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WILMINGTON, N.C. — A federal judge has the task of determining whether to overturn the conviction of a former Army surgeon in the murders of his pregnant wife and young daughters in 1970, a case that inspired a best-selling book.
Closing arguments in the Jeffrey MacDonald hearing ended in U.S. District Court in Wilmington on Tuesday, concluding six days of evidence and testimony.
Lawyers for MacDonald presented written statements and testimony that Helena Stoeckley repeatedly admitted that she was with a group of people who murdered the MacDonalds in their apartment on Fort Bragg in the early hours of Feb. 17, 1970. However, at MacDonald's trial in 1979, Stoeckley denied on the witness stand that she had any role in the murders and couldn't recall where she was when they occurred.
The case was the basis for the best-selling book "Fatal Vision."
During closing arguments, U.S. District Judge James Fox heard from MacDonald lawyer Gordon Widenhouse, who focused on testimony from Jerry Leonard, who represented Stoeckley in August 1979, and on statements from Stoeckley's mother.
Leonard testified Monday that Helena Stoeckley later said she was in the apartment but didn't participate in the killings. Stoeckley died in 1983.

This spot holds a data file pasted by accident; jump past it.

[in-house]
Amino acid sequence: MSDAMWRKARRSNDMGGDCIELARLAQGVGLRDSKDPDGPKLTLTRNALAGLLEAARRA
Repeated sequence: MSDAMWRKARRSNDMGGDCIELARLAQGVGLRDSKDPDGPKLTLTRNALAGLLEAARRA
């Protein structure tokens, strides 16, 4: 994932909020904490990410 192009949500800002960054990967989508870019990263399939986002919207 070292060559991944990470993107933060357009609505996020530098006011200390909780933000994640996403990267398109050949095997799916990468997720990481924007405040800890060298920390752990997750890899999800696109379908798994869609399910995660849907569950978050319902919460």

Widenhouse said MacDonald's convictions should be vacated based on the Stoeckley statements and DNA evidence.
"MacDonald would have had a fairer trial if the Stoeckley evidence had been admitted in trial," he said.
The DNA provides positive circumstantial evidence of a home invasion, Widenhouse said. The hair from under 2-year-old Kristen's fingernail could have been left by her attacker as she fought for her life, he said.
Prosecutors Brian Murtagh and John Bruce countered that the newest claims of Stoeckley confessions — her statements had been raised before — are not credible, and that the DNA results show no evidence of home invasion. Results from other samples boost the contention that MacDonald is guilty, Murtagh said.
Murtagh said that the hair from under Kristen's fingernail was not documented in any records until July 1970, five months after the murders and autopsy. Evidence collection and maintenance standards were less stringent then than now and the hair could have come from anyone who was near or handled her body before she was autopsied or who handled the evidence later, he said.
Fox gave both sides 60 days to file briefs on the case before he makes a determination.
MacDonald, now 68, was convicted in the killings of his wife Colette and his daughters — Kristen and 5-year-old Kimberly — at their Fort Bragg home in 1970. MacDonald has maintained his family was killed by a band of intruders who burst into his home.